Food & Beverage

Rush to curb emerging sugar high in Asia

Emerging countries in Asia rush to pop sugar high

Emerging nations in Asia are trying to pop the fizz, with a tax on sugary drinks on the agenda of several fast-growing markets.

Among countries studying the implementation of a soda sin tax are India, Indonesia and Philippines, all of who have registered strong double digit growth in the market size for soft drinks over the last five years, according to statistics from consumer research firm, Euromonitor.

The move is sending chills across the beverage industry as Big Soda battles sin taxes and image issues amid rising public health concerns over the consumption of sugary drinks.

"Unprecedented price shocks in these volume growth markets could undermine the opportunity and strategic plans for global drinks players interested in expansion," said Howard Telford, Senior Beverages Analyst at Euromonitor in a report this month.

The market size for soft drinks in terms of retail value more than doubled in India from 2010 to 2015 while it rose 45 percent and 30 percent in Indonesia and the Philippines, respectively.

The world soft drinks market is forecast to reach $580 billion this year with top consumer U.S. accounting for about 17 percent of consumption in value terms.

According to Euromonitor, India is the world's sixth-largest market for soft drinks, with consumers expected to guzzle down an estimated 24 billion liters of these beverages this year.

Indonesia, meanwhile, comes in at the eight position, downing 23 billion liters.

U.S. imposed the first soda tax this year in the city of Berkeley, California when a one-cent per ounce tax was slapped on sugar-sweetened drinks.

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Statistics from the World Health Organization showed worldwide obesity doubling since 1980 to 600 million adults in 2014.

In March, the WHO released guidelines for sugar intake recommending both adults and children to reduce daily intake of free sugars to less than 10 percent of total energy intake, saying it has solid evidence that reducing the consumption of free sugars to the recommended level reduces the risk of being overweight, obesity and tooth decay.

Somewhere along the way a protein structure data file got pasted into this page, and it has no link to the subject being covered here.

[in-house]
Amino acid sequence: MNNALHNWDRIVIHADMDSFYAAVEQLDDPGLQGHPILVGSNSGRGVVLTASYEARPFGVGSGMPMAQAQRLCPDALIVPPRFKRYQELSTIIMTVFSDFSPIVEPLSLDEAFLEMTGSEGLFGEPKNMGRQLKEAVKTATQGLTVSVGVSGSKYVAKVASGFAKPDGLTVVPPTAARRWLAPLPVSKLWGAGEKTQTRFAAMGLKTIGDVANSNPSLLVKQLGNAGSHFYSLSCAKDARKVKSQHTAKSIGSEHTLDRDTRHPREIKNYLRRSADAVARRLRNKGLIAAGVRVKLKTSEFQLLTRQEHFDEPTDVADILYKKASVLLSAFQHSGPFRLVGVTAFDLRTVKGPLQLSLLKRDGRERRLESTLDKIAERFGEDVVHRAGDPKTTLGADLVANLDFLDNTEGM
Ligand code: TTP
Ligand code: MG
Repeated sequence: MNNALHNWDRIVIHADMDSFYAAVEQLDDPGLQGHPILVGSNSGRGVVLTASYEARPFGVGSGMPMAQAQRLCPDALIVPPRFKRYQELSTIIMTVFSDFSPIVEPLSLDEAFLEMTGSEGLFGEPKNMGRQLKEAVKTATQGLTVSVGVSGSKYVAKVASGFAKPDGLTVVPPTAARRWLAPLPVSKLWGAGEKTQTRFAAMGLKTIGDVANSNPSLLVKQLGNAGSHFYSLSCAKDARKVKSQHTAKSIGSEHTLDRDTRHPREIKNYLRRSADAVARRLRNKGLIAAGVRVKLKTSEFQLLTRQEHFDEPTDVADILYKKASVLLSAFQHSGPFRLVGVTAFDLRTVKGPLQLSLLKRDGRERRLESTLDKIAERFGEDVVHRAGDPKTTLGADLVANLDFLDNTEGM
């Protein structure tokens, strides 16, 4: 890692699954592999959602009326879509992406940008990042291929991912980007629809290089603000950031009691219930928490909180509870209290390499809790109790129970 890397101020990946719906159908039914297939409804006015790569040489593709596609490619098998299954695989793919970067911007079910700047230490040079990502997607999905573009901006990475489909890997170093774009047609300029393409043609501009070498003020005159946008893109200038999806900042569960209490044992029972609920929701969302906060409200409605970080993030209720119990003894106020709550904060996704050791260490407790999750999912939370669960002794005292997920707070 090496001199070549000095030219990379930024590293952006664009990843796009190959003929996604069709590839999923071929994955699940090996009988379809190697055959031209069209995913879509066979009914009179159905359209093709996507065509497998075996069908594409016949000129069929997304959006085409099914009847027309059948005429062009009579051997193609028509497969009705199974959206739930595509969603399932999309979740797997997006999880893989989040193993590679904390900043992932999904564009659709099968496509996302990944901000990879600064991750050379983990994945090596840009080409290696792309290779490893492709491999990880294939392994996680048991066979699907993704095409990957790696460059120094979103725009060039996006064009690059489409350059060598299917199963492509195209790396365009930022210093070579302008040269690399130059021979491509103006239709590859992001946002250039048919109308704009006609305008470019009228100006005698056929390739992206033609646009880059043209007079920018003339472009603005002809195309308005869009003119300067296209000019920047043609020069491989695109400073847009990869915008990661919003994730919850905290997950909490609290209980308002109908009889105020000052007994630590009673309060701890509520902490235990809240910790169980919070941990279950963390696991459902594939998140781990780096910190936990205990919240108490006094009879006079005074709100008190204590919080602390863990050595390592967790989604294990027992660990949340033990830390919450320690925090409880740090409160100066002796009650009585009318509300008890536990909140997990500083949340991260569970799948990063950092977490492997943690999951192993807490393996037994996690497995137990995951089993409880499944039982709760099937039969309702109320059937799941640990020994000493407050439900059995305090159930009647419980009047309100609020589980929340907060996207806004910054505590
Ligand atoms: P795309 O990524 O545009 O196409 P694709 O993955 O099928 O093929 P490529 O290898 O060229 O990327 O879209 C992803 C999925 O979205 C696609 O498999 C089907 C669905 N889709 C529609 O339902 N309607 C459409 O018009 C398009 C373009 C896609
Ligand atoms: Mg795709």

Free sugars refer to sugar added into food, including that from honey, syrups, fruit juices and fruit juice concentrates.

According to the U.S. National Institutes of Health, being overweight and obese increases the risk of coronary heart disease, high blood pressure, stroke and type 2 diabetes, among other heath related conditions.

It is primarily to address these health concerns that India, one of the world's largest sugar consumers with a penchant for sweets is mulling a tax on soda alongside Indonesia and Philippines.

Local reports from India suggest that the tax that has been mooted by a panel examining a new Goods and Services Tax bill could be as high as 40 percent on sweetened carbonated drinks, a level in line with taxes levied on tobacco and alcoholic drinks.

"Taxing these products is the right way forward, and restrictions should also be placed on celebrity endorsements of these unhealthy products, including Bollywood," said coordinator of the India Resource Center, Amit Srivastava, alluding to India's Hindi language movie industry.

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"Protecting the public health of Indians, and particularly its children, is much more important than assuring profits for companies that sell sugary beverages," he added.

The non-governmental organization counters corporate globalization in India.

In fast-growing Indonesia, a soda tax has also been proposed, a move that could be a "body blow" for drinks manufacturers in the short-term amid slowing demand due to a slump in currency value and stiff competition from local beverage makers, said Euromonitor's Telford.

Likewise, the Philippines is in the process of clearing a bill on a sugary drinks tax that will see levy rising 4 percent every year.

In Malaysia, a consumer subsidy for sugar was withdrawn in 2013.

The soda and beverage industry is, as expected, resisting taxes on sugary drinks which they say will hurt consumption and business.

The American Beverage Association wrote in its latest blog post on Monday that a soda tax "sends the wrong message to consumers".

"Obesity is complex andisn't caused by one unique factor. Telling people that eliminatingone product from their diet is a silver bullet solution to certainhealth issues such as obesity is misleading."

The American trade association's statement came as the city of Davis in California considers a soda tax.

"Local businesses that are vital to communities such as Davis are the ones that see the impact of a tax the most. Ultimately, a soda tax will hurt the economy in Davis and could end up costing the city jobs," added the association whose members include The Coca-Cola Company, PepsiCo Americas Beverages and the Dr Pepper Snapple Group.

Indeed, the Indian subsidiary of Coca-Cola Co., which operates 57 factories and bottling plants across India said the proposal would hurt demand for drinks, leading to "no option but to consider shutting down certain factories" reported Reuters.

Vietnam, which was considering a consumption tax of 10 percent on soft drinks, caved into commercial pressure, scraping the plan last year.

In 2013, Denmark scrapped a decades-old soft drinks tax in a move to create jobs and boost the economy.

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